How to Make a Turn-Based RPG Game in Phaser – Part 2

In the last tutorial, we created the BattleState for our turn-based RPG. Now, we are going to create a WorldState were the player can explore and eventually find enemies. In addition, we will improve our battle system to consider units speed. The following topics will be covered in this tutorial:

  • Creating a WorldState which the player can navigate
  • Creating enemy spawners that will initiate the BattleState
  • Improve the battle system to consider units speed

To read this tutorial, it is important that you are familiar with the following concepts:

  • Javascript and object-oriented concepts.
  • Basic Phaser concepts, such as: states, sprites, groups and arcade physics
  • Creating maps using Tiled

Learn Phaser by building 15 games

If you want to master Phaser and learn how to publish Phaser games as native games for iOS and Android feel free to check Zenva‘s online course The Complete Mobile Game Development Course – Build 15 Games.

Assets copyright

The monsters assets used in this tutorial are available in http://opengameart.org/content/2d-rpg-enemy-set and were created by the following artists: Brett Steele (Safir-Kreuz), Joe Raucci (Sylon), Vicki Beinhart (Namakoro), Tyler Olsen (Roots). The characters assets are available in http://opengameart.org/content/24×32-characters-with-faces-big-pack and were created by Svetlana Kushnariova (email: lana-chan@yandex.ru). All assets are available through the Creative Commons license.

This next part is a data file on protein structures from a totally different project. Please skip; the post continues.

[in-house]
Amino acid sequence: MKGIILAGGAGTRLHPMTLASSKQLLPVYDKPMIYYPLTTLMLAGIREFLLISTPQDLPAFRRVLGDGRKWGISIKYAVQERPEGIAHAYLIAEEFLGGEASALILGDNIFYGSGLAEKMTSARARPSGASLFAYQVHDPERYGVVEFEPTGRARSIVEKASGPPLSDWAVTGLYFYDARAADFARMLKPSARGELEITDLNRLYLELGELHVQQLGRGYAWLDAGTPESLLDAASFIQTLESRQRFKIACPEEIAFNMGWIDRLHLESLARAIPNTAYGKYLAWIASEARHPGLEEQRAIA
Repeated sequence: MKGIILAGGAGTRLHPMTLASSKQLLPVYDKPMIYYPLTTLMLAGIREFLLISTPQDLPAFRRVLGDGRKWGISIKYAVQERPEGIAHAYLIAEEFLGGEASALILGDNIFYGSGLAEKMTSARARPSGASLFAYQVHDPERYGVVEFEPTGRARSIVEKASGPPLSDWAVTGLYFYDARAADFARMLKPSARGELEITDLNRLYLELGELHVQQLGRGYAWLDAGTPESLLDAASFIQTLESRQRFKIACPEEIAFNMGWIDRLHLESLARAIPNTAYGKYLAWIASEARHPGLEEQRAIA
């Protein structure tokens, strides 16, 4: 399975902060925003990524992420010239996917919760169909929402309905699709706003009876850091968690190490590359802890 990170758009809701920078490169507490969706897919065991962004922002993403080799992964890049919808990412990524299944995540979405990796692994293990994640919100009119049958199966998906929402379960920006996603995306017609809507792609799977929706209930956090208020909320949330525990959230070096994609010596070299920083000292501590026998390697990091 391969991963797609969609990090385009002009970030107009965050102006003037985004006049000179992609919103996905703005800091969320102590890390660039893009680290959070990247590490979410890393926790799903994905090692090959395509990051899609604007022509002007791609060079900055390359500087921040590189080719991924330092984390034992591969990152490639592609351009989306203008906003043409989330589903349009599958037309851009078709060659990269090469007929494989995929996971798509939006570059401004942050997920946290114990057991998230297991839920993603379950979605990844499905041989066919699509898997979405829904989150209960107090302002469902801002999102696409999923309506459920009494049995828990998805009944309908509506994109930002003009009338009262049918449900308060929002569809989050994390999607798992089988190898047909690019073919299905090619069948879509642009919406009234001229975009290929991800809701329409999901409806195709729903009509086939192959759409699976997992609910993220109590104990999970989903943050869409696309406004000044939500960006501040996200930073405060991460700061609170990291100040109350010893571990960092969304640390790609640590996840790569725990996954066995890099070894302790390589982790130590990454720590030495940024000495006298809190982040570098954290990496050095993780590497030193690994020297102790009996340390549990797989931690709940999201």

Source code files

You can download the tutorial source code files here.

Creating the WorldState

We are going to create a WorldState which will read a Tiled map (in JSON format) and allow the player to navigate through it. The figure below shows the map I created. Since the focus of this tutorial is not on creating Tiled maps, I’m not going into the details of it, and you can create your own or use the one provided in the source code. However, two things are important about the map creating, due to the way we are going to create WorldState:


  1. Any collidable tile layer must have a collision property set to true.
  2. All game prefabs must be defined in the objects layer and each object must contain in its properties at least: name, type, group and texture. Any additional properties must also be defined.

The figures below show the properties of a collision layer and the player object, to illustrate those two conditions.

collision_layer object_properties

In addition to the Tiled map, WorldState will read another JSON file, such as the one below. Notice that the JSON file must specify the assets, groups and map information.

The code below shows the WorldState. The “init” method initializes the physics engine and creates the map form the JSON file. It also creates a “party_data” object which contains the stats of all player units. Notice that this object can be passed as a parameter, which will be done after each battle.

The “create” method must initialize the map layers and game groups and prefabs. The layers were all available in the Tiled map and were already read in the “init” method, so we just have to iterate through them creating each one. However, we must detect the collision layers (by means of the added property) and set all its tiles as collidable.